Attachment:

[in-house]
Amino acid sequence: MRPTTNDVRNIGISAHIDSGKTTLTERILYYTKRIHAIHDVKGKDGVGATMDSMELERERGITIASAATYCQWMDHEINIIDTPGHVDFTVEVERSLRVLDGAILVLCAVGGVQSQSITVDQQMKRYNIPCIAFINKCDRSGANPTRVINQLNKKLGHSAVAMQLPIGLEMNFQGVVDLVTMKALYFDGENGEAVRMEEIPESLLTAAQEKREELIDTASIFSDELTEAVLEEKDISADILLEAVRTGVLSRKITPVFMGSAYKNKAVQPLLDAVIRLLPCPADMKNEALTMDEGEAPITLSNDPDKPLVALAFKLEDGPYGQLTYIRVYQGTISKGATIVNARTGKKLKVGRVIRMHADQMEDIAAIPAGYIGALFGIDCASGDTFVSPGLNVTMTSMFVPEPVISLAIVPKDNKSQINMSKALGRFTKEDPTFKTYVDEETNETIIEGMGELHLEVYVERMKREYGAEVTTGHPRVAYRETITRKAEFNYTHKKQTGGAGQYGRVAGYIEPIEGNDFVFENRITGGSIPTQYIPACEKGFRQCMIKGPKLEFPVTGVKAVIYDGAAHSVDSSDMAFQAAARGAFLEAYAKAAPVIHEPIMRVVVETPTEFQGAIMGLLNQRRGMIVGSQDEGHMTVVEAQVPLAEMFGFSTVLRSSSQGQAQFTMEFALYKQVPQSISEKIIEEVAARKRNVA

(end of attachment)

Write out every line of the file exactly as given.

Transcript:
[in-house]
Amino acid sequence: MRPTTNDVRNIGISAHIDSGKTTLTERILYYTKRIHAIHDVKGKDGVGATMDSMELERERGITIASAATYCQWMDHEINIIDTPGHVDFTVEVERSLRVLDGAILVLCAVGGVQSQSITVDQQMKRYNIPCIAFINKCDRSGANPTRVINQLNKKLGHSAVAMQLPIGLEMNFQGVVDLVTMKALYFDGENGEAVRMEEIPESLLTAAQEKREELIDTASIFSDELTEAVLEEKDISADILLEAVRTGVLSRKITPVFMGSAYKNKAVQPLLDAVIRLLPCPADMKNEALTMDEGEAPITLSNDPDKPLVALAFKLEDGPYGQLTYIRVYQGTISKGATIVNARTGKKLKVGRVIRMHADQMEDIAAIPAGYIGALFGIDCASGDTFVSPGLNVTMTSMFVPEPVISLAIVPKDNKSQINMSKALGRFTKEDPTFKTYVDEETNETIIEGMGELHLEVYVERMKREYGAEVTTGHPRVAYRETITRKAEFNYTHKKQTGGAGQYGRVAGYIEPIEGNDFVFENRITGGSIPTQYIPACEKGFRQCMIKGPKLEFPVTGVKAVIYDGAAHSVDSSDMAFQAAARGAFLEAYAKAAPVIHEPIMRVVVETPTEFQGAIMGLLNQRRGMIVGSQDEGHMTVVEAQVPLAEMFGFSTVLRSSSQGQAQFTMEFALYKQVPQSISEKIIEEVAARKRNVA